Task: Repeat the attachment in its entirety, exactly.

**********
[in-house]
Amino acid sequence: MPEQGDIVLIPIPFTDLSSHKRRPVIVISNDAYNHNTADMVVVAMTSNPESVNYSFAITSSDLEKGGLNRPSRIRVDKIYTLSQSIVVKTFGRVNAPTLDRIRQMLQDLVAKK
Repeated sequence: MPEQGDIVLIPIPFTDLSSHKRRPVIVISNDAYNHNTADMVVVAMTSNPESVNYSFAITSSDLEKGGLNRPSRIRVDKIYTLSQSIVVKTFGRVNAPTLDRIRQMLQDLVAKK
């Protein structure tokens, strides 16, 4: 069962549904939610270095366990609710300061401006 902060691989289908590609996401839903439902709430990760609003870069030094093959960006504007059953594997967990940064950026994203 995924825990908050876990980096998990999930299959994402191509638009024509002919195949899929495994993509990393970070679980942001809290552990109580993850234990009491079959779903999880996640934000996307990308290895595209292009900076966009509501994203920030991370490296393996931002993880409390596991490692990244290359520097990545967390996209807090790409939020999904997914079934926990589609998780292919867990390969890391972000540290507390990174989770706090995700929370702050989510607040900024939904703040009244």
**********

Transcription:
[in-house]
Amino acid sequence: MPEQGDIVLIPIPFTDLSSHKRRPVIVISNDAYNHNTADMVVVAMTSNPESVNYSFAITSSDLEKGGLNRPSRIRVDKIYTLSQSIVVKTFGRVNAPTLDRIRQMLQDLVAKK
Repeated sequence: MPEQGDIVLIPIPFTDLSSHKRRPVIVISNDAYNHNTADMVVVAMTSNPESVNYSFAITSSDLEKGGLNRPSRIRVDKIYTLSQSIVVKTFGRVNAPTLDRIRQMLQDLVAKK
């Protein structure tokens, strides 16, 4: 069962549904939610270095366990609710300061401006 902060691989289908590609996401839903439902709430990760609003870069030094093959960006504007059953594997967990940064950026994203 995924825990908050876990980096998990999930299959994402191509638009024509002919195949899929495994993509990393970070679980942001809290552990109580993850234990009491079959779903999880996640934000996307990308290895595209292009900076966009509501994203920030991370490296393996931002993880409390596991490692990244290359520097990545967390996209807090790409939020999904997914079934926990589609998780292919867990390969890391972000540290507390990174989770706090995700929370702050989510607040900024939904703040009244």